I thought I’d start something called “Minimal Monday.” ‘Cause after a weekend of soccer games, lawn mowing, and a plethora of seemingly endless projects, the chance of me getting a dad blog post out for Monday is slim to none.

So let’s keep this short. Errr….minimal.

And maybe this moniker will take off. Unless it’s already being used.

“You know, the dryer is taking really long to dry the clothes now.”

My wife announces from the room-where-all-stray-socks-reside.

I hear that garbled somewhere between the sounds of water running in the washer and the clickety-clack of pennies (or legos) clinking around in the dryer.

“Mmmmmmmkay. I’ll check it.”

Says me.

My thoughts immediately churn to the worst-case scenario. The heating element. The microprocessor-circuit-board-when-they-really-only-need-a-simple-switch-like-they-did-in-1957 control panel. i.e. big $$$.

Because they make the parts so expensive, they want you to just buy a new one. I wish I could tell you some of the company insider stuff I’ve learned in advertising. Let’s just reinforce the fact that they want you to buy a new one—contributing to this disposable society we’ve they’ve created.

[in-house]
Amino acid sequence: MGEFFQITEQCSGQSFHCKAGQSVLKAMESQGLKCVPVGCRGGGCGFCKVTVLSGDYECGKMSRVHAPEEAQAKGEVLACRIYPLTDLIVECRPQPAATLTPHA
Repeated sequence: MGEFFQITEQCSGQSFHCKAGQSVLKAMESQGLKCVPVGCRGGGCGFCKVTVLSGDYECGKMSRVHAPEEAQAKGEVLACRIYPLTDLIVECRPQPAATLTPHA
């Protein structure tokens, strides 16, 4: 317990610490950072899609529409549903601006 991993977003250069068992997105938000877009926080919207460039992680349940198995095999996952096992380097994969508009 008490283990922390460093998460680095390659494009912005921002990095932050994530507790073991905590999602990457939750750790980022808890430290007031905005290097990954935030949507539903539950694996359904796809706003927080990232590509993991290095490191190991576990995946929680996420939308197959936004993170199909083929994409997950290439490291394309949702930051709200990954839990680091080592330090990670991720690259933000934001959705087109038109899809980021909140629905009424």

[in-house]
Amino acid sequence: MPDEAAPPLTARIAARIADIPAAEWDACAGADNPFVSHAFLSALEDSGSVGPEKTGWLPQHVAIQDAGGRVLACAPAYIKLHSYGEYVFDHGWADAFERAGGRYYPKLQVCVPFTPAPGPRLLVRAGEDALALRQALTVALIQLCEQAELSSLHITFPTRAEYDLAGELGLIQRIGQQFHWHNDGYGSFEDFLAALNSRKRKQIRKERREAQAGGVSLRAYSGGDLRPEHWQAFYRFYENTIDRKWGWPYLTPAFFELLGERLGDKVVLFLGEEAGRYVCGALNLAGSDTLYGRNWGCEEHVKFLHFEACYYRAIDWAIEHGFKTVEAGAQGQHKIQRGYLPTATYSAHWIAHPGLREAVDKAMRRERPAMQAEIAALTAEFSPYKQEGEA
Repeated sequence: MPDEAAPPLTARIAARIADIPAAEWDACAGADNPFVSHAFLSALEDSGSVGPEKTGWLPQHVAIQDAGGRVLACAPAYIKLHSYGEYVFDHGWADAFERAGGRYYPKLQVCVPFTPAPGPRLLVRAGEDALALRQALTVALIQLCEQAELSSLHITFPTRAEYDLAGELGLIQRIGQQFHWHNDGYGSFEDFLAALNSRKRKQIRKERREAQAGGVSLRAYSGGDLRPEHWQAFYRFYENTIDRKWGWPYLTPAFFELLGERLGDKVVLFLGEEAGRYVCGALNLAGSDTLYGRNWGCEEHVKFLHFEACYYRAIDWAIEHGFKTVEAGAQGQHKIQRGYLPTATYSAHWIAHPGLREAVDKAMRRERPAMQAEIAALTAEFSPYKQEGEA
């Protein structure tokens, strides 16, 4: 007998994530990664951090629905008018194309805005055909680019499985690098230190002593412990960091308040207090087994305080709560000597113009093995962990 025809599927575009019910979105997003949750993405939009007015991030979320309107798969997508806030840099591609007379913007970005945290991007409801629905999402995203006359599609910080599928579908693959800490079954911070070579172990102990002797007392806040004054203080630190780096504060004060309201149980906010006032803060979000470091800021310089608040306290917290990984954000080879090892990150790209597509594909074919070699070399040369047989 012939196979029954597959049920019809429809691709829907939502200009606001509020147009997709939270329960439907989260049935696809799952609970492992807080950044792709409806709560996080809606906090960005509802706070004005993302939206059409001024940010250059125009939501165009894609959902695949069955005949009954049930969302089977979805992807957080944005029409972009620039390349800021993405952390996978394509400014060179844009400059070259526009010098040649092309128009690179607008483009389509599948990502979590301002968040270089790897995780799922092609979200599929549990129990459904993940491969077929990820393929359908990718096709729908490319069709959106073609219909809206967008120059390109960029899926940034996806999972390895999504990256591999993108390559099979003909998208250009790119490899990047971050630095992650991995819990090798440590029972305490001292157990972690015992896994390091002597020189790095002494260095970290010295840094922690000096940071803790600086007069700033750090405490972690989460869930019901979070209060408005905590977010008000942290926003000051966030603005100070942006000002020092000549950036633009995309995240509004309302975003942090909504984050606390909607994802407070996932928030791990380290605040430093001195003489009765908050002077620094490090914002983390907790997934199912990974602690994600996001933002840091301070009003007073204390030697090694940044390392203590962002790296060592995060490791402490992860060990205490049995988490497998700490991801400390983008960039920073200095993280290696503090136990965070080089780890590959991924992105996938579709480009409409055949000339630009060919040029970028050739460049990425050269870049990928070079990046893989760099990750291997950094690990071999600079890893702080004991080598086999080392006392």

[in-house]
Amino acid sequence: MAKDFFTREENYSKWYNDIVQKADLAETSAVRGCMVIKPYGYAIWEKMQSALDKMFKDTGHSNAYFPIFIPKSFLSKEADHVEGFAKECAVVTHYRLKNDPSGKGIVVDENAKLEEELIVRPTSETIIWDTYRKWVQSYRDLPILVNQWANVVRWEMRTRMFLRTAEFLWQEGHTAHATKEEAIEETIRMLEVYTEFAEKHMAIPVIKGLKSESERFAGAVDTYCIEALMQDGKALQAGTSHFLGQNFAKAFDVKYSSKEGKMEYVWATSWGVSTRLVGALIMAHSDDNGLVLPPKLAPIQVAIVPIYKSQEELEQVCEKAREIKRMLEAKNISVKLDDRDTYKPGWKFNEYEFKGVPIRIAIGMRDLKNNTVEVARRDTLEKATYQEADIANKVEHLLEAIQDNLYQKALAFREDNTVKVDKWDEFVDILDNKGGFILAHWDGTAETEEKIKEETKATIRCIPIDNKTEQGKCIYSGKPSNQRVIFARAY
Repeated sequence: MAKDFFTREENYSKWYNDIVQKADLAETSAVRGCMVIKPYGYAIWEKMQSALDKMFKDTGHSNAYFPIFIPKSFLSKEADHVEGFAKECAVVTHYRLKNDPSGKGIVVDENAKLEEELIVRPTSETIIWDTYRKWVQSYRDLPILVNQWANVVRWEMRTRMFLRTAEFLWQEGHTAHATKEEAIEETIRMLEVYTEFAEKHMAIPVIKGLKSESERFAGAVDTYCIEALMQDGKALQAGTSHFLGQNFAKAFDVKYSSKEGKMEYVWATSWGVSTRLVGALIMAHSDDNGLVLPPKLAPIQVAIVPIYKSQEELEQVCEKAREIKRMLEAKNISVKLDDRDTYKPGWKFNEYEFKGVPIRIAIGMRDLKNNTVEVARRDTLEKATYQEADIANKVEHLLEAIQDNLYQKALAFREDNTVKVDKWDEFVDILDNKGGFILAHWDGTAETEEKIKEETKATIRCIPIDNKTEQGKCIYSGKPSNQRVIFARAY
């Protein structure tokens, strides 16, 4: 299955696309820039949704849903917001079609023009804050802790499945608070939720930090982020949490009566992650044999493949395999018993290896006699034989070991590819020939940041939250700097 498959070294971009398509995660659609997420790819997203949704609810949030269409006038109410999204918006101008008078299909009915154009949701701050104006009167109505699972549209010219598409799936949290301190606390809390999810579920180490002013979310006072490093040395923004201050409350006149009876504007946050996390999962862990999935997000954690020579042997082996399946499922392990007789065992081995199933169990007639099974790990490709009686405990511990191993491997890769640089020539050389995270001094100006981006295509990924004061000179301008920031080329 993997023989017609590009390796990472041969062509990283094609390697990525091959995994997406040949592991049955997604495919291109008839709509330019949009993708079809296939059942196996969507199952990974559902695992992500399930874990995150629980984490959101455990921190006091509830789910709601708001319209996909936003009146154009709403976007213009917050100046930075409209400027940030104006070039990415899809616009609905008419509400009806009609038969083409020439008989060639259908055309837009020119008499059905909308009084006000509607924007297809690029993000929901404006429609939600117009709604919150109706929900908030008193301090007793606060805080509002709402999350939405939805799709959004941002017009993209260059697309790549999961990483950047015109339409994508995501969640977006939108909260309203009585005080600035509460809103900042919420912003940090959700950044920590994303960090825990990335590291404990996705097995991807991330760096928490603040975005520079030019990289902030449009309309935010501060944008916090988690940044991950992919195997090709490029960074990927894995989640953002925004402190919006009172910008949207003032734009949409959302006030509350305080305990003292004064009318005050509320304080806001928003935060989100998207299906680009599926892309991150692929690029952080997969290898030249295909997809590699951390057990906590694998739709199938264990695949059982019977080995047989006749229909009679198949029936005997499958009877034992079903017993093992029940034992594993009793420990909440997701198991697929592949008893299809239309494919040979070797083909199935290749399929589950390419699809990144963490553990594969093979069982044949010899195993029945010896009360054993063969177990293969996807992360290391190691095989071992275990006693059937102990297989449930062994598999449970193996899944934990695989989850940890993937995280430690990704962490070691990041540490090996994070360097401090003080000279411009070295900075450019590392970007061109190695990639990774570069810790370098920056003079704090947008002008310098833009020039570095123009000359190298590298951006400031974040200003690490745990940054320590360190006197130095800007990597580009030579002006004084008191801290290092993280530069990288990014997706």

Multimeter, screwgun and determination in hand, I go to the laundry room.

Okay, think rationally:

Is it hot?

Yes. Wshew.

Does it spin?

Yup. clinking coins…remember?

Uhhhh. It spins. It’s hot.

But clothes don’t dry.

Sounds like tomfoolery.

Well, you need the hot air to escape with all that moisture, so let’s check the vent.

Fix your clothes dryer by checking the vent and dryer hose for lint.

Well, looky here. A bunch of matted lint in the varmint-screen. This was after I started cleaning it out. It was completely blocked by lint, so the there was no air flow. So clothes don't dry.

It turns out the fix was free.

Scrape the crud out of the blocked vent screen. After that the clothes dried in like 5 minutes. Serious.

And apparently something like 90% of clothes dryer drying problems trace back to poor ventilation/exhaust.

So check yer dryer hose for lint and lint blockage, and clean it out. You’ll save energy, possibly prevent a fire and have some lint to weave into a scarf on your next crafternoon.

Happy Monday.

Thanks for coming.

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